works, or cognates, as long as we are able to
manipulate behaviors as we want, sometimes referred to
as Black Box Psychology, or Stimulus ---> Black
Box ---> Response
The black box stood for the subject's ability to think -
all unseen and inferred constructs pertaining to
cognitive activity, but the mental functions were seen
as unimportant compared to illiciting the desired
response. For Skinnerian's the only measurable factors
are Stimuli (actions) and Responses (behaviors). Given
the right stimulus, any response could be elicited. And
in closed, or "total" environments, such as prisons,
boarding schools, special military units, and cloisters,
it works pretty well, but not out here in the free and
open society in which we grow and develop.
Piaget's view of cognitive development:
As it turns out, in about 1963, Piaget emerged from
the social science shadows to say that there was
plenty of important stuff going on inside the black
box. In fact, if we (as a society) are interested in
getting the most out of each individual's potential
value, we have to attend to the environmental factors
that nurture that potential. Inside the box, there are
expectations, insights, attention, memory, plans,
imagery, problem solving, decision making, thinking,
fun seeking avenues of sex, drugs, and rock 'n roll -
plenty of stuff!
Individuals go though stages of development where their
cognitive abilities are sharpened, enhanced, and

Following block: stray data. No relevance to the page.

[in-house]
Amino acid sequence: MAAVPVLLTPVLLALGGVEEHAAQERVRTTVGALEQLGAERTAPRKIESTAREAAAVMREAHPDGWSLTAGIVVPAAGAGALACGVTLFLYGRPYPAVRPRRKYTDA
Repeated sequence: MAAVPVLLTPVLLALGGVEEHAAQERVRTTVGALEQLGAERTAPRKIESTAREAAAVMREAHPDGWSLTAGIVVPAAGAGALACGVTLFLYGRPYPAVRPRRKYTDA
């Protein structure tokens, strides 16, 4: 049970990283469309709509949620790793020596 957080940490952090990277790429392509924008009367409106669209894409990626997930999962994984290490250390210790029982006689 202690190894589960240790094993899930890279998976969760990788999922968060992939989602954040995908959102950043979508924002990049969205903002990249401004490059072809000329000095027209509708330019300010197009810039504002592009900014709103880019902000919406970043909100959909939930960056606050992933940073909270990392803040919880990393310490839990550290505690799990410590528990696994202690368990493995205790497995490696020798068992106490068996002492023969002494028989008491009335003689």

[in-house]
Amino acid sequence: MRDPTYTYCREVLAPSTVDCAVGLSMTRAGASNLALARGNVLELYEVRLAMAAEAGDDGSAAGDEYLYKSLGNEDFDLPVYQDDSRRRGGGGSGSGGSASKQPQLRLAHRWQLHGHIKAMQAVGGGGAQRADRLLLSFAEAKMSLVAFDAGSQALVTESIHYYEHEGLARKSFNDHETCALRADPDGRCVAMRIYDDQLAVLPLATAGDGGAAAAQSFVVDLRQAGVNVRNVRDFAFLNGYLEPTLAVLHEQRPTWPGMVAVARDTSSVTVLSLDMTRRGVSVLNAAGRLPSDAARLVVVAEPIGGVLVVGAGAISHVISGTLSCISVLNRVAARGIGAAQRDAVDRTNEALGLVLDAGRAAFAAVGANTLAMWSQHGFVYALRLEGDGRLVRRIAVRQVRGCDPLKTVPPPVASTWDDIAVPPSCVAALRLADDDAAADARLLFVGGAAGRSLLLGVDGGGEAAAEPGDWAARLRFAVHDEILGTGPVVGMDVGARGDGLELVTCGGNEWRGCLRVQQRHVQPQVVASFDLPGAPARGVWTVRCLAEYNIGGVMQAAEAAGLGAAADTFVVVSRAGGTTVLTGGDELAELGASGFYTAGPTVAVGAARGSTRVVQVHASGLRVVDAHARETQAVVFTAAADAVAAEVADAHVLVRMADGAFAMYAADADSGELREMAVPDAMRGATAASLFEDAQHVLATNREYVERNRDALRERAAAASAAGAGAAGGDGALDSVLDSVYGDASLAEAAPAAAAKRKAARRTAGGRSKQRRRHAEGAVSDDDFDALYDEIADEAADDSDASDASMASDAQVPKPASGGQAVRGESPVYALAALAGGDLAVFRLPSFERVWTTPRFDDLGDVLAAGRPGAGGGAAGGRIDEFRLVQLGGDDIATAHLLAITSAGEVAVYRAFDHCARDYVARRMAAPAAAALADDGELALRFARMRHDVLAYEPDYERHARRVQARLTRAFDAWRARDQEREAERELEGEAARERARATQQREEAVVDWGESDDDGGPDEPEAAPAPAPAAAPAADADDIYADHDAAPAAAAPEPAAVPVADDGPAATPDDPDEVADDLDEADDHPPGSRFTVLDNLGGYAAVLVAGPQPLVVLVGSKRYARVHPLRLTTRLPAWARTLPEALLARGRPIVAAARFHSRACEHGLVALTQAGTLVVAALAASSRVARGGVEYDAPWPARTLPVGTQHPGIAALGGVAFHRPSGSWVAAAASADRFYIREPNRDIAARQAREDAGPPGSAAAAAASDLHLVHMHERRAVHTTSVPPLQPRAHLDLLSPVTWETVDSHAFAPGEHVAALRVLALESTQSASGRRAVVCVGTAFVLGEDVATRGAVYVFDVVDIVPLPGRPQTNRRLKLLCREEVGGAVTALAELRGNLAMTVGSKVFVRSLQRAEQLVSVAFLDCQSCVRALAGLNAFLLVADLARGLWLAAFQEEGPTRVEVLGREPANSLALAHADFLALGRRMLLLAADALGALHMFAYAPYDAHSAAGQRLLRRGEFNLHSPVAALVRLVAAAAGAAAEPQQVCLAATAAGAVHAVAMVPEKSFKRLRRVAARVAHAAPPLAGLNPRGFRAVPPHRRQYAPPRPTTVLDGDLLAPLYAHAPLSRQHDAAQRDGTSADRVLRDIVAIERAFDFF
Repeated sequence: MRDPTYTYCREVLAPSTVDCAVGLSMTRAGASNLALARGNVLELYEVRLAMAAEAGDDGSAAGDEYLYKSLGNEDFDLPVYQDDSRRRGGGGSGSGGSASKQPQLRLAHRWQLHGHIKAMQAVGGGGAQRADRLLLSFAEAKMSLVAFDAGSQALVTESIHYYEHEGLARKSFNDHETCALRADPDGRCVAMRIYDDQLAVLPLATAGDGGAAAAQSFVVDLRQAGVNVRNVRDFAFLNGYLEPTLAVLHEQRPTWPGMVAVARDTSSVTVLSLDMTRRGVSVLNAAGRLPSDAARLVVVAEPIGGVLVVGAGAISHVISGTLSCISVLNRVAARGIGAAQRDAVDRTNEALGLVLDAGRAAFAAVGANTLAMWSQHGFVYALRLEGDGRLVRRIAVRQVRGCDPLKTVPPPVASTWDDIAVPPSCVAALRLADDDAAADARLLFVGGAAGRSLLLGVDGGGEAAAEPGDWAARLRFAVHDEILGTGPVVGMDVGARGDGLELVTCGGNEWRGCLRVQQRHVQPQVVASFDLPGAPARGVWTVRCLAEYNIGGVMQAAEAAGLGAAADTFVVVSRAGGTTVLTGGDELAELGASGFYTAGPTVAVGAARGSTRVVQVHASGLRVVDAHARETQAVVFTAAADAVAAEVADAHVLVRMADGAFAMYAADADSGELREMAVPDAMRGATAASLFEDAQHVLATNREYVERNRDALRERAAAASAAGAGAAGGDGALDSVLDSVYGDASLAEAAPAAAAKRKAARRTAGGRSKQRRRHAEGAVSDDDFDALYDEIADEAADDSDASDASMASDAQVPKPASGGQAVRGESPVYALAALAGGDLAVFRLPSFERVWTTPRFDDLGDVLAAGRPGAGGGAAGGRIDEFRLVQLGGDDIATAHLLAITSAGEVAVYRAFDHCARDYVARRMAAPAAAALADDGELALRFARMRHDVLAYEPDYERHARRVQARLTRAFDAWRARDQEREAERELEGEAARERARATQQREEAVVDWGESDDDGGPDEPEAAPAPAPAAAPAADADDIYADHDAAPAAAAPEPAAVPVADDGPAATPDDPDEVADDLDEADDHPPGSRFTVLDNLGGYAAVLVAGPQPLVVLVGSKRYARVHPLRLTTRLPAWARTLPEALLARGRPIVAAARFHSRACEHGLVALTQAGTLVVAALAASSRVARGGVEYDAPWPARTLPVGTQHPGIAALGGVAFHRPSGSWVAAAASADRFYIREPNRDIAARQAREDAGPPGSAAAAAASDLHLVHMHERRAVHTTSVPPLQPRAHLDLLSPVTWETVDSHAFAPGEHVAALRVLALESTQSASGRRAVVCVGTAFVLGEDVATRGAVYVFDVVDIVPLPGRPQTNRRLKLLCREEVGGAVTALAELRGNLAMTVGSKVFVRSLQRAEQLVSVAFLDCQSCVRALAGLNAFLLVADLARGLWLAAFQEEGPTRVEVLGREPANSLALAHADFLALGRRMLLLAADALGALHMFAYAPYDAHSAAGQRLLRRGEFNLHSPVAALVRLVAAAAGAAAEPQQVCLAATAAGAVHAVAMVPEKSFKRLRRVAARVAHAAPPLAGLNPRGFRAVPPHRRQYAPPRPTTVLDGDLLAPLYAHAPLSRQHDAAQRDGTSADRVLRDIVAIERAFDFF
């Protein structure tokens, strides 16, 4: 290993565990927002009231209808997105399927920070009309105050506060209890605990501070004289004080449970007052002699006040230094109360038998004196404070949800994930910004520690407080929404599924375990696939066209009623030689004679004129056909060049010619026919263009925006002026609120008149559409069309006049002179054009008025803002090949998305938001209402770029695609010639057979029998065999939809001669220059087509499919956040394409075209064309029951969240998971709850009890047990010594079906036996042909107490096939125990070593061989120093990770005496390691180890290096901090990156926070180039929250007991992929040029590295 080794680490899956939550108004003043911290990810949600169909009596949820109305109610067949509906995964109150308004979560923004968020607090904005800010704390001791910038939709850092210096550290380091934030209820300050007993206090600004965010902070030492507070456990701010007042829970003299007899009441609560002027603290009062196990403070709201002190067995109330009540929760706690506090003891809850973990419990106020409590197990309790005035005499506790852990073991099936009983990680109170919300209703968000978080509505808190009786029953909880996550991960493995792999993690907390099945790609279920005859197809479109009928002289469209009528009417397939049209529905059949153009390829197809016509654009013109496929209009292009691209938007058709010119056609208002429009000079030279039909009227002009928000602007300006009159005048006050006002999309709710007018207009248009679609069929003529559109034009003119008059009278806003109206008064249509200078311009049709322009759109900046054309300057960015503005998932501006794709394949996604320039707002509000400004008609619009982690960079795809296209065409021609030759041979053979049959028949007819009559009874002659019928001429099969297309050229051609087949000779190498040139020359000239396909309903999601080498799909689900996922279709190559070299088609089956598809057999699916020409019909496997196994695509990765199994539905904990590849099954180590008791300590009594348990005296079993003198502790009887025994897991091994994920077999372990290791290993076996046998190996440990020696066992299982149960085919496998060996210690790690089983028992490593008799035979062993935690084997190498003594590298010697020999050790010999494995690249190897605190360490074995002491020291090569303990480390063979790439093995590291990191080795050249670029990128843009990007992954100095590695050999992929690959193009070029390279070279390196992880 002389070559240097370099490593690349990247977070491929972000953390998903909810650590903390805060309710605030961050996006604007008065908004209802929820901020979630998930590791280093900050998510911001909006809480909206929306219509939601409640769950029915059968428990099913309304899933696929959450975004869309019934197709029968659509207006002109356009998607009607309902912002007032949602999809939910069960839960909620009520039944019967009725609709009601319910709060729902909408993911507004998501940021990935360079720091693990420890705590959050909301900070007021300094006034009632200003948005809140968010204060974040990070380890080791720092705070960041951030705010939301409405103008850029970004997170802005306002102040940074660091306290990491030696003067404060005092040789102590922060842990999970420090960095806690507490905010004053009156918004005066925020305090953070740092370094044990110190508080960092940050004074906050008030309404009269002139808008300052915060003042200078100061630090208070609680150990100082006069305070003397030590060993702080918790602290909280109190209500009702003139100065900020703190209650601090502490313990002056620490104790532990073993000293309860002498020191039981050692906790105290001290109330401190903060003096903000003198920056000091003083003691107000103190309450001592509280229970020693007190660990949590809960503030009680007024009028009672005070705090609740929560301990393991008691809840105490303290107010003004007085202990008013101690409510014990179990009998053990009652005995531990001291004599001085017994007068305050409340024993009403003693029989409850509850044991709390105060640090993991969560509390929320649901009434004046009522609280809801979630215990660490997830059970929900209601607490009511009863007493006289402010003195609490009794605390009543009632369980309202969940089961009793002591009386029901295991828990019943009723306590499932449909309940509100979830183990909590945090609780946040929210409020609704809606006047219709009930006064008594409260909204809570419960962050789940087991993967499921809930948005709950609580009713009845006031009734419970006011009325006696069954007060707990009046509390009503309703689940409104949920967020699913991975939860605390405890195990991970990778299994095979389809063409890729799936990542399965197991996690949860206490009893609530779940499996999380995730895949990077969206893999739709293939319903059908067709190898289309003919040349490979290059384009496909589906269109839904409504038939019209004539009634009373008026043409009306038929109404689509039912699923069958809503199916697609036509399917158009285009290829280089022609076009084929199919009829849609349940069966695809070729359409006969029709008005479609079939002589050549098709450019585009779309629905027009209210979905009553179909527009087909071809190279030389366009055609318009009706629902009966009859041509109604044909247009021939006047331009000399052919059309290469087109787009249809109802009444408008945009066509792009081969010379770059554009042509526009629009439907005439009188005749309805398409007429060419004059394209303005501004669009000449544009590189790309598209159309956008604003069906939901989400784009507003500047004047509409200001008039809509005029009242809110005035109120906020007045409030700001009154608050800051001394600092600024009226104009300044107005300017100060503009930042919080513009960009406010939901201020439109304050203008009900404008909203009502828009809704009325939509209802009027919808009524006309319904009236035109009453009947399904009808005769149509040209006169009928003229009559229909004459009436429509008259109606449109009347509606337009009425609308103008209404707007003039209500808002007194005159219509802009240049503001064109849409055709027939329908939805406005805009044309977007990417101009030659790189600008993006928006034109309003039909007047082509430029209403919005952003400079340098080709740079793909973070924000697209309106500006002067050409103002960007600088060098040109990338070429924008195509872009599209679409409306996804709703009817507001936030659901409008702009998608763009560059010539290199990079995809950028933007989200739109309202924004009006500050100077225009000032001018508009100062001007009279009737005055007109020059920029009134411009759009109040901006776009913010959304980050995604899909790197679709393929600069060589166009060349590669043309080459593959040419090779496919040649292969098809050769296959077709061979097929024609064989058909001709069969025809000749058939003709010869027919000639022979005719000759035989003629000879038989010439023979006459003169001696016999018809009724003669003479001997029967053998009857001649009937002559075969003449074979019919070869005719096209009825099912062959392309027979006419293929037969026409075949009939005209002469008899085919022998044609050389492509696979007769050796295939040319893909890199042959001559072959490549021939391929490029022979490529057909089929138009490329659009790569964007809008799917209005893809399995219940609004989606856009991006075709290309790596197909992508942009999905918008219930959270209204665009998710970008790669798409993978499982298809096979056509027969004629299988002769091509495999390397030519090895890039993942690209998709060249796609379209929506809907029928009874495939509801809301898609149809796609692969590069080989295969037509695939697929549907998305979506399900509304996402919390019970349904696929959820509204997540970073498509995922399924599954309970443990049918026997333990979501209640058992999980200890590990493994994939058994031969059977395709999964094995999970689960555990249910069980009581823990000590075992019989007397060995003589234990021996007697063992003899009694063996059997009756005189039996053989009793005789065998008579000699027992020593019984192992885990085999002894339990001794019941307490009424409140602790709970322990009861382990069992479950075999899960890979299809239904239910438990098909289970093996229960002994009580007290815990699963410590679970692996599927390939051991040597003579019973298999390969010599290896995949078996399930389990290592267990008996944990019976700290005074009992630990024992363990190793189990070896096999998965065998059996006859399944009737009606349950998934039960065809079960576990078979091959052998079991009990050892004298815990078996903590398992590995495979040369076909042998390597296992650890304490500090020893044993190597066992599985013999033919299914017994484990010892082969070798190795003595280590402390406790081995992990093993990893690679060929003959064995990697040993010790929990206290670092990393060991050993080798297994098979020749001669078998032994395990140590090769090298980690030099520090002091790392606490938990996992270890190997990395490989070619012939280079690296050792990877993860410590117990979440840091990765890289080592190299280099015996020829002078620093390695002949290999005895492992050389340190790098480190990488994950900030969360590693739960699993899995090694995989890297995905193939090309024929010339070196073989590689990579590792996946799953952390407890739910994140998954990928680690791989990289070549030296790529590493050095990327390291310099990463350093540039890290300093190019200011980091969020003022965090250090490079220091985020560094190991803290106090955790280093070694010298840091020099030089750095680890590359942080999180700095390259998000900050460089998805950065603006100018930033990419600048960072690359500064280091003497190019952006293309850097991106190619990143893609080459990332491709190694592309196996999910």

strengthened. He calls these stages Operations,
or Mental actions. There are four:
During middle childhood,
and individuals are in Piaget's Concrete Operations
stage of cognitive development. Here thought is
logical, flexible, and organized in it’s application of
concrete information. The capacity for abstract
thinking is not yet present. The ability to execute
conservation tasks is a clear indicator of this stage,
which includes the abilities of Decentration (he ability
to focus on several aspects of a problem at once and
relate them to each other) and Reversibility (the ability
to mentally go through a series of steps in a problem and
then reverse the direction, returning to the starting
- Sensorimotor stage - 0-2 years
- Preoperational Stage 2-7 years
- Concrete Operations 7-11 years. Here
operations are reversible, i.e., a wad of clay can be
mashed into several shapes, all having the same amount
of clay in them. Concrete thinkers can concentrate on
more than one property of objects and concepts, but
the concepts must be physical in nature. Conservation
is achieved in the individual's mastery of number,
length, liquid quantity, mass, weight, and volume.
Classification of objects into subsets while
maintaining their interrelatedness is also an element
of concrete operations.
Characteristics of the
Concrete Operational Stage in Middle Childhood
Formal Operations begin around 11-16 years-of-age,
just about the time that puberty and adolescence begins.
The ability to think in Abstract terms marks the
difference from concrete. In formal operations, we can
conjure up make believe situations, events that